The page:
Whichever way you slice it, the draft Brexit deal unveiled by British Prime Minister Theresa May is no big win for financial services, despite being lauded as such in some quarters.
If she gets it past parliament, still a huge if, the accompanying transition period – which may well be extended – will give banks and other finance firms more time to shift jobs and assets to the continent. If not, we’re looking again at a no-deal Brexit that’s viewed universally as a probable catastrophe. It could have been worse, but not many bankers will be celebrating today.
The document setting out the terms of departure from the European Union and a broad outline of future trading arrangements – which will take many more months to be finalized – tries to put a positive gloss on post-Brexit EU market access for the City of London. It proposes access under the so-called “equivalence” regime, a system that lets firms from non-EU countries deemed to have similar financial regulations do business with the bloc.
While the three paragraphs of text on services are optimistic, they can’t be dressed up as a victory for London. The big problem with equivalence (known about for years) is that it’s entirely inferior to the U.K.’s current privileges as an EU member, which let British firms trade freely across the bloc. And neither will it deliver the regulatory “Singapore-on-Thames” freedoms dreamed of by the finance world’s Brexiters.
It’s available only for some parts of the finance industry such as securities trading, but not for wholesale and retail banking. Retail investment funds, payments and insurance brokers are excluded too. It is patchy, subject to change, and can be taken away by Brussels. Reports in the U.K. press indicate that Brussels has agreed to give several months’ notice rather than one before any withdrawal of equivalence, but this won’t make British finance bosses feel much more secure.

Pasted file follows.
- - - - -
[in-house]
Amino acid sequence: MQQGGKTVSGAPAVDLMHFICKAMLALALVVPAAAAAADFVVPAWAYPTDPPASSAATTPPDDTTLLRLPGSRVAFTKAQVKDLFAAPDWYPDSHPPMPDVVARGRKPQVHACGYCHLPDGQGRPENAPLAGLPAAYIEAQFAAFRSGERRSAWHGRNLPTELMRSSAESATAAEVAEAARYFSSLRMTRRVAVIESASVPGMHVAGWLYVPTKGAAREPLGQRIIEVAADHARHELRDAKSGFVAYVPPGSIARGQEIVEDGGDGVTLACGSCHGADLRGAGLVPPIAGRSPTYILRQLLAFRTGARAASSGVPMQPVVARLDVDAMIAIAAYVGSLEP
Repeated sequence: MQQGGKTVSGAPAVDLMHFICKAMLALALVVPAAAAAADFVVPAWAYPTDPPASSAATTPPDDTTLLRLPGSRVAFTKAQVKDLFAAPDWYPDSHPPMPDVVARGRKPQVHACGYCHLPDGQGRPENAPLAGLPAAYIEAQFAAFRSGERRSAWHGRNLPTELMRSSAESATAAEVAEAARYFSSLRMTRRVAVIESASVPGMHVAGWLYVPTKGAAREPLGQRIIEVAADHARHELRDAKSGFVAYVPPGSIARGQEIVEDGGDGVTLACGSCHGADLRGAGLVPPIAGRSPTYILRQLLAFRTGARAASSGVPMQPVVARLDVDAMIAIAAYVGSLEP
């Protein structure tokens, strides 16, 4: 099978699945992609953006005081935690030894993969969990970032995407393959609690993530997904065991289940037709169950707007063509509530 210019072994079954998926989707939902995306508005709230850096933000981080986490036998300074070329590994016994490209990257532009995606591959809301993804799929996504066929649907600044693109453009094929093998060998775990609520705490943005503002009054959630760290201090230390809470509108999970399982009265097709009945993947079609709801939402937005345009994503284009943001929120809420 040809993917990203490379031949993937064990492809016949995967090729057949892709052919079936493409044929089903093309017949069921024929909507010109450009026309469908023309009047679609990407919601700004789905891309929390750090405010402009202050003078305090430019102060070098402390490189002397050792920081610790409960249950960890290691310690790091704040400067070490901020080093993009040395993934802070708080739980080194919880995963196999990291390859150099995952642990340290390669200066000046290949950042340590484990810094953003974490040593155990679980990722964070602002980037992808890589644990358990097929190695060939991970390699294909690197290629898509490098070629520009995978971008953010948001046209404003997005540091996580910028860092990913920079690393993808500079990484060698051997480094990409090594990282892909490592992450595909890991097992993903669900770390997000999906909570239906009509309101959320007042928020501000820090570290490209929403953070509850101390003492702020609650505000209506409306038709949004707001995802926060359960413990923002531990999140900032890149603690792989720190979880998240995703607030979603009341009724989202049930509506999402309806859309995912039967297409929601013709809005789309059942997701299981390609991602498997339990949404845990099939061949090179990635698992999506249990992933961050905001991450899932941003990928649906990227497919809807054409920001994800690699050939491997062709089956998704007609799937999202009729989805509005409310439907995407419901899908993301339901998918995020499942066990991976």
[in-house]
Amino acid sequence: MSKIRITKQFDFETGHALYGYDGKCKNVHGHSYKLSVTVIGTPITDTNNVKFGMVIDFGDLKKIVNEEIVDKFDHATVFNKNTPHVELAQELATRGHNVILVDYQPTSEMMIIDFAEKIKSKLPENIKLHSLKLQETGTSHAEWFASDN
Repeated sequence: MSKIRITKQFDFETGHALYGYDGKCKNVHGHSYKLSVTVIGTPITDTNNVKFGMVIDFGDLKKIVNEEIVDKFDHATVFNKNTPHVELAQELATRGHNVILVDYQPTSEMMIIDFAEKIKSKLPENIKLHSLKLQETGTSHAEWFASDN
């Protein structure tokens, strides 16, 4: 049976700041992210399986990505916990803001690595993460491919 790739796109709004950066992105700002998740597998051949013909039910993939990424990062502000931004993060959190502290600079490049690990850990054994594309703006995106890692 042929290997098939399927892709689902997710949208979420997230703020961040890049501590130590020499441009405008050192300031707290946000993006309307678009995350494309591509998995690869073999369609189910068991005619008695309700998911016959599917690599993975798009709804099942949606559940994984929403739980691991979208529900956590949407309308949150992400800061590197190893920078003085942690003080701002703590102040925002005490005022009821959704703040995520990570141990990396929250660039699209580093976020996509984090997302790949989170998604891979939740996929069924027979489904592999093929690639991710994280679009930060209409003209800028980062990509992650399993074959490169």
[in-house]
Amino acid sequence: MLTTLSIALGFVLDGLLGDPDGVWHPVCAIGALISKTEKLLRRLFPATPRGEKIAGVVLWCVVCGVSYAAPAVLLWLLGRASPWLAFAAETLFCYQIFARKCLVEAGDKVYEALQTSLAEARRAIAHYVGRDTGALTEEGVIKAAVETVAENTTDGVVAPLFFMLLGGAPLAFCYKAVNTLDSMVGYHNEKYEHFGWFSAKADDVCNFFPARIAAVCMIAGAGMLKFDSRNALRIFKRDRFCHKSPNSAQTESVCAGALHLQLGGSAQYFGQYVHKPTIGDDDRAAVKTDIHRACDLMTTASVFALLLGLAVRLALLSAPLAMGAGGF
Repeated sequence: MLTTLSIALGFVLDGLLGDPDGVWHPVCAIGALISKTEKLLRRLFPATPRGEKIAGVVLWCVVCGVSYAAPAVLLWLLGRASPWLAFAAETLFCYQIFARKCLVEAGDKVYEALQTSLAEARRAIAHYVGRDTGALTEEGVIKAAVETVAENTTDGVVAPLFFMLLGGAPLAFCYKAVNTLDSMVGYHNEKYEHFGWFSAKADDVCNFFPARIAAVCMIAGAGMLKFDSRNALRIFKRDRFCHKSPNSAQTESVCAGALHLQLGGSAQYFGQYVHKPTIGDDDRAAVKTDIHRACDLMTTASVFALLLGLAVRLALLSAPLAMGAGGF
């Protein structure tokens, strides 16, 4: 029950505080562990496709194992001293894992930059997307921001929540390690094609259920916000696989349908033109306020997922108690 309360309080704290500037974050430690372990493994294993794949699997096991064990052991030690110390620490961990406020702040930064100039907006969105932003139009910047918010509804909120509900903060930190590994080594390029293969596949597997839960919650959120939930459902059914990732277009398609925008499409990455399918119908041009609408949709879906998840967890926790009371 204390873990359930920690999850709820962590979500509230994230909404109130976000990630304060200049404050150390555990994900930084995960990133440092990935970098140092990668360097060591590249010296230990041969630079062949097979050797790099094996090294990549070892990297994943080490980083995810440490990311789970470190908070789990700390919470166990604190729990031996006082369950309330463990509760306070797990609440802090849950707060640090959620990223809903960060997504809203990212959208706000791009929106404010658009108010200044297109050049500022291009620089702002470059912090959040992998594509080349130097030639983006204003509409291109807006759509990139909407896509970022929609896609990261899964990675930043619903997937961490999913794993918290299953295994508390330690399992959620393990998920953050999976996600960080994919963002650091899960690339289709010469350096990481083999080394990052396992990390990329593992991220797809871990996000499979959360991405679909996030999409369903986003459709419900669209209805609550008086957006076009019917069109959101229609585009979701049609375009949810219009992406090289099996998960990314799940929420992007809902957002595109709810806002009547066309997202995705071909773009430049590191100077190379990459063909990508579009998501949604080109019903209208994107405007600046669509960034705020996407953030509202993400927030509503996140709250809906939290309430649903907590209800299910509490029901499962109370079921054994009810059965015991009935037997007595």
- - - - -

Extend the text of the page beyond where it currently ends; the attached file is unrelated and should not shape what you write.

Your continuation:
Indeed, there’s nothing here to deter banks and other diversified finance firms from setting up shop across the Channel, something they’re doing already. If you’re a big bank, your business will include stuff where equivalence applies and stuff where it doesn’t. Hardly straightforward. Perhaps pure-play brokers, or some markets infrastructure businesses, will find equivalence sufficient. But even then it will still require jumping through hoops, registering with EU regulators and time to implement.
In fairness, equivalence is certainly helpful for London’s critical role in the $400 trillion derivatives industry, as is the document's commitment to preserving financial stability and market integrity. But it doesn’t settle the burning question of how derivatives clearing will be regulated after Brexit, or whether the EU succeeds in grabbing control of global oversight of the industry – even if that risks provoking the ire of the U.S.
Probably the best thing to say for the deal is that the transition period allows firms more time to manage the expensive process of moving staff and assets abroad. It would be helpful, too, if the next wave of negotiations removed some of the conflict from financial-services regulation, and the sense that cities like Paris are using talks as a means to weaken the City. Binding London closer to Europe’s rules via equivalence is in Brussels’ interests, so it can afford a few modest concessions.
Still, no amount of smooth talking will bring back the financial passport for British firms, nor deliver what the pro-Brexit crowd thought London would gain from quitting the EU: Greater market share, preserved access to EU markets and more lucrative business with other hubs around the world. If these draft deal terms fail to survive divisions within the U.K.’s government and parliament, the picture for the City will be even grimmer.
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